The tiny, well-ordered seaside village of Merham holds little to interest the adventurous - except for Arcadia, the breathtaking art deco house perched above the shoreline. Attracted to this magical place, young Lottie Swift surrenders freely to its temptations and ultimately must face the hard consequences of her actions.
Years later, another young woman comes to Merham. A designer hired to make over the now-empty Arcadia, Daisy Parsons seeks a new beginning, as Lottie once did. Fleeing a broken relationship, Daisy finds refuge at Arcadia, and something more - a love she thought she would never know again.
"[Moyes'] thoughtful tone and light touch make this a delightful read." (Publishers Weekly)
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I knew before starting this book that other reviewers had said it was not Jojo Moyes' best. I love her stories and the people in them and said, how bad could it be. It wasn't bad. In fact, it was a great story and very, very well narrated. I just found myself not liking ANYONE. Not one single character, as well-written as they were, were likable. Not even Lottie. In fact, the only character I cared about was a minor one, Frankie. Everyone else was long suffering and made the people they loved miserable, or at the very least, not happy. I wanted to root for someone. Anyone. Instead I found myself saying on too many occasions, 'Why would you do that!?'
- Dee "I download over 100 books a year. I don't even know how to go about my day without listening to a title. It's my happy place!"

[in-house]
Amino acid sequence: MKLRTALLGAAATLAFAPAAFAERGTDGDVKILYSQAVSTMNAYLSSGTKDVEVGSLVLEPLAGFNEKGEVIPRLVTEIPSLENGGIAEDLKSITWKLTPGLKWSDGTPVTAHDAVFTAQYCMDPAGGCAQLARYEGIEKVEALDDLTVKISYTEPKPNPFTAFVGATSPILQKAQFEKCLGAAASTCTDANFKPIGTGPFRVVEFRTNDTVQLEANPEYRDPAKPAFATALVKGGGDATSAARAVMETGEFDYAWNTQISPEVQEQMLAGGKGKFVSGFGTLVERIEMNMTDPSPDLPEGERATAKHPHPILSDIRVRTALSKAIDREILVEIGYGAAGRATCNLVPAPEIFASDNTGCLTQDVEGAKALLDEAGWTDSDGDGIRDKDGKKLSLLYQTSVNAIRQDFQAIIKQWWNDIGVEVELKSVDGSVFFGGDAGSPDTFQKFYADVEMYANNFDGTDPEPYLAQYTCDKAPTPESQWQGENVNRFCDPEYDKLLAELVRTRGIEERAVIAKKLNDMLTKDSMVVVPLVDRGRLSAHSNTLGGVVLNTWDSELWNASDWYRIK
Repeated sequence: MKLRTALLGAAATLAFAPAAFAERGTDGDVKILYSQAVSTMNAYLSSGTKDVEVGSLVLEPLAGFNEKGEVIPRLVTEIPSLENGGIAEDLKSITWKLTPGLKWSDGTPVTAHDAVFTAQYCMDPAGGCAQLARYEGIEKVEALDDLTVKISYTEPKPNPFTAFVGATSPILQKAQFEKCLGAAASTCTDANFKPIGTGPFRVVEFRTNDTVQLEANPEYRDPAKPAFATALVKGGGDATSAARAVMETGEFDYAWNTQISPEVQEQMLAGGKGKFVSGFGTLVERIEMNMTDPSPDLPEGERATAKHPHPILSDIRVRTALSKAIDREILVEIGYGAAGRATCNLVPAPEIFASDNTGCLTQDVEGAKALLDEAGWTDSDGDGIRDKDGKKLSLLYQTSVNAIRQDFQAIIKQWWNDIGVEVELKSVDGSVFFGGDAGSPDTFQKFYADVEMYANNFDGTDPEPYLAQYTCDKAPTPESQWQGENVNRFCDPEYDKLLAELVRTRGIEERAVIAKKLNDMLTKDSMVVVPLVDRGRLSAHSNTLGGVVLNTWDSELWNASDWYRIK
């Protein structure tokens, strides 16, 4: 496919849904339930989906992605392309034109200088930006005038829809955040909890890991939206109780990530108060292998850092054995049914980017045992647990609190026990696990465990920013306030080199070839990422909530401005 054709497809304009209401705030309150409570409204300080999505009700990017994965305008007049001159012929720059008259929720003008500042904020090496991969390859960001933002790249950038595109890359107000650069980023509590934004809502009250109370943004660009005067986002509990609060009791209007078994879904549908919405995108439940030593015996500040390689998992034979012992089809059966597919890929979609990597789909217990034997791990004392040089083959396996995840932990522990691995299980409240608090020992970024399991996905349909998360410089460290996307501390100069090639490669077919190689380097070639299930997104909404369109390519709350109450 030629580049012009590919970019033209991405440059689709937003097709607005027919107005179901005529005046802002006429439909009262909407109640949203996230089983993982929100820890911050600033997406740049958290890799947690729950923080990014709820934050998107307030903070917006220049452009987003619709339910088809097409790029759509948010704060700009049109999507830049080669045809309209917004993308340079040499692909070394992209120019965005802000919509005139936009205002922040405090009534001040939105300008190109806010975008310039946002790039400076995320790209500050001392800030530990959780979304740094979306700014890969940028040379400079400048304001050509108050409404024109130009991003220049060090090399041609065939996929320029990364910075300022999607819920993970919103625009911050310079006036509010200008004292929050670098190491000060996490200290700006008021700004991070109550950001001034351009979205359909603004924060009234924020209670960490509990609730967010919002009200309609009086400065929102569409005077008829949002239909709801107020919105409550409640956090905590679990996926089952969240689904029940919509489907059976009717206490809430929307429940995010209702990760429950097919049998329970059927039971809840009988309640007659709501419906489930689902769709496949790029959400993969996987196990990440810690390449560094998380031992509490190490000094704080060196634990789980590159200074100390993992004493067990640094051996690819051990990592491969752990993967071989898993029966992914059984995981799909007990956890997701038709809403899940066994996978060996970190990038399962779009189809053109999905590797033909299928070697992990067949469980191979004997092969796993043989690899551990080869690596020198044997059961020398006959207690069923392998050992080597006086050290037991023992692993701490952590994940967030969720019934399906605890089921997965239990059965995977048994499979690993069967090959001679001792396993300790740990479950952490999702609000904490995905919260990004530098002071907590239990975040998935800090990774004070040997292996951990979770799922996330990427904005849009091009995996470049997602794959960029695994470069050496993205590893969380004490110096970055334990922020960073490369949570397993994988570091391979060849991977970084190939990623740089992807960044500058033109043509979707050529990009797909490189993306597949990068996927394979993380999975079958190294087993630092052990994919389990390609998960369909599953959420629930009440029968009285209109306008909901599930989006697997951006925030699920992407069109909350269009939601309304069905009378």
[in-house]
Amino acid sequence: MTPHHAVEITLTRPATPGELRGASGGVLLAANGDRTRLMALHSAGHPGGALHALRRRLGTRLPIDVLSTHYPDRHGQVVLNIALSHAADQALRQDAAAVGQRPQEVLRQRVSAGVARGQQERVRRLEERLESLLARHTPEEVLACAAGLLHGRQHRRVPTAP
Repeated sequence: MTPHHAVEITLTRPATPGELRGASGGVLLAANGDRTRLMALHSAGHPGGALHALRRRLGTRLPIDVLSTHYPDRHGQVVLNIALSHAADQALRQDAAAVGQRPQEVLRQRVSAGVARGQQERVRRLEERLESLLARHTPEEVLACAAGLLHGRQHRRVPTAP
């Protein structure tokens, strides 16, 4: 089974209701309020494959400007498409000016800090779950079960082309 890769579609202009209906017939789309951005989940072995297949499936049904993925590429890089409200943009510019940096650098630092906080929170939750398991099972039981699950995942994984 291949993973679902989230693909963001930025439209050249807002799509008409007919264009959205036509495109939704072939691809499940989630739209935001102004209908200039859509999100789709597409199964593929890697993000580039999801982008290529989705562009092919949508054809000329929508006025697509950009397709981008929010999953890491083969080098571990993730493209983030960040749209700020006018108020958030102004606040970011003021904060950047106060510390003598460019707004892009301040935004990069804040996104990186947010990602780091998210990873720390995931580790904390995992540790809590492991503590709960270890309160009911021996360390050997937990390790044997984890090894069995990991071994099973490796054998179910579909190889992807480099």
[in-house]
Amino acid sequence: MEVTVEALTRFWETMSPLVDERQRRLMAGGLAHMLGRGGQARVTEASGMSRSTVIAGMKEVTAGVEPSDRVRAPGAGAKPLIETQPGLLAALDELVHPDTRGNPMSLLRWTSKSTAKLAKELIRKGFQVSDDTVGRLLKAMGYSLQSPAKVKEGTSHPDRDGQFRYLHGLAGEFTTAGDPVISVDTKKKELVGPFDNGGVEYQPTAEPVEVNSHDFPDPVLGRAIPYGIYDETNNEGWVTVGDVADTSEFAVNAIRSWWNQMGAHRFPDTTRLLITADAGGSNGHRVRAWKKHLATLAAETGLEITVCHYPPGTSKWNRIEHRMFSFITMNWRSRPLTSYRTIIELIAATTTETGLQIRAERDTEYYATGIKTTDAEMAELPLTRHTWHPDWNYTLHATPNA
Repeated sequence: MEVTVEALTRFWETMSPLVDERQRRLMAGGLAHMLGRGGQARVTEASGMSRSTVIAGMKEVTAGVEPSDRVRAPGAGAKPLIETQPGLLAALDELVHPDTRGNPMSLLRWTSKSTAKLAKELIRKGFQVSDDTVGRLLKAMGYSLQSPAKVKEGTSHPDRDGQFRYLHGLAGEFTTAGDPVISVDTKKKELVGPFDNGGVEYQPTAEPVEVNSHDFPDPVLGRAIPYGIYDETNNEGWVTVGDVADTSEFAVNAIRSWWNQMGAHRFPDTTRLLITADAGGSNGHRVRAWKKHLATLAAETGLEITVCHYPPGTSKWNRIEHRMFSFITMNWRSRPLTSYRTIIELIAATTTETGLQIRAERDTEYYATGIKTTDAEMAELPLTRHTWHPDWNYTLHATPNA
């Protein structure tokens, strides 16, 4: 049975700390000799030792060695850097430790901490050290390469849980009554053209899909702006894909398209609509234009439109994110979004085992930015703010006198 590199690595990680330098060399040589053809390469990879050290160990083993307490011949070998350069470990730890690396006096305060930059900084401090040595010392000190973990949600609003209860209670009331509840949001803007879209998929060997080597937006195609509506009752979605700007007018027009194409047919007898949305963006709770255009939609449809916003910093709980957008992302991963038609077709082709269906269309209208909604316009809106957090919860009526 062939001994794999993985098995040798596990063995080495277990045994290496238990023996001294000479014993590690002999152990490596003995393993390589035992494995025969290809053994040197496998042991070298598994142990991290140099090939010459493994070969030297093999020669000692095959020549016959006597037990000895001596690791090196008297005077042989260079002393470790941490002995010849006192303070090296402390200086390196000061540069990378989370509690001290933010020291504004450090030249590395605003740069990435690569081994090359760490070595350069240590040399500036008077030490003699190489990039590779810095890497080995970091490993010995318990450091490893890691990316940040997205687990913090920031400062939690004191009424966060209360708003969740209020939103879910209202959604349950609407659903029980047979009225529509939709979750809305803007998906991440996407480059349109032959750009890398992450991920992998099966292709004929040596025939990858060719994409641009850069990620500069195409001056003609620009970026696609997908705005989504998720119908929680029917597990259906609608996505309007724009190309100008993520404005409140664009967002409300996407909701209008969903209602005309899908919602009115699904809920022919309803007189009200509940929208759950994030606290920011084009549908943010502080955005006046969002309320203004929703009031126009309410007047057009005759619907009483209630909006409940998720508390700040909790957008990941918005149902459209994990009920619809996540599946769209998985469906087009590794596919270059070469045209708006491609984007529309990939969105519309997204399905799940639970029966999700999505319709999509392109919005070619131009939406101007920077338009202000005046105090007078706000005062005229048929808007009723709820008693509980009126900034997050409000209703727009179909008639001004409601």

Moving character drama
Somewhere in the middle. It is definitely a beach read, but Jojo Moyes writes some of the best of those.
Probably added more plot. It held my interest for sure due to its complex and flawed characters, but it didn't generally hold a tone of tension...
I haven't, but I plan to. She is a very good narrator!
Portions made me smile, others did make me cry.
I also have a unique perspective as a blind woman on the character of Camille. I loved how Jojo Moyes made her character just happen to be blind. Had she been sighted, some of the events would've still happened anyway. Camille is independent, flawed, and dealing with her blindness with its own complexity, neither an angelic "super" blind person who can do everything herself nor a woman entirely dependent on others.
This is definitely a light beach read, but one always needs a few of these. I like Jojo Moyes as a writer. Though this is not her best book ("Me Before You" and "The Ship of Brides" are my personal favorites), she depicts the small-town English life, both past and present, with fantastic flawed characters and a charming, haunting house.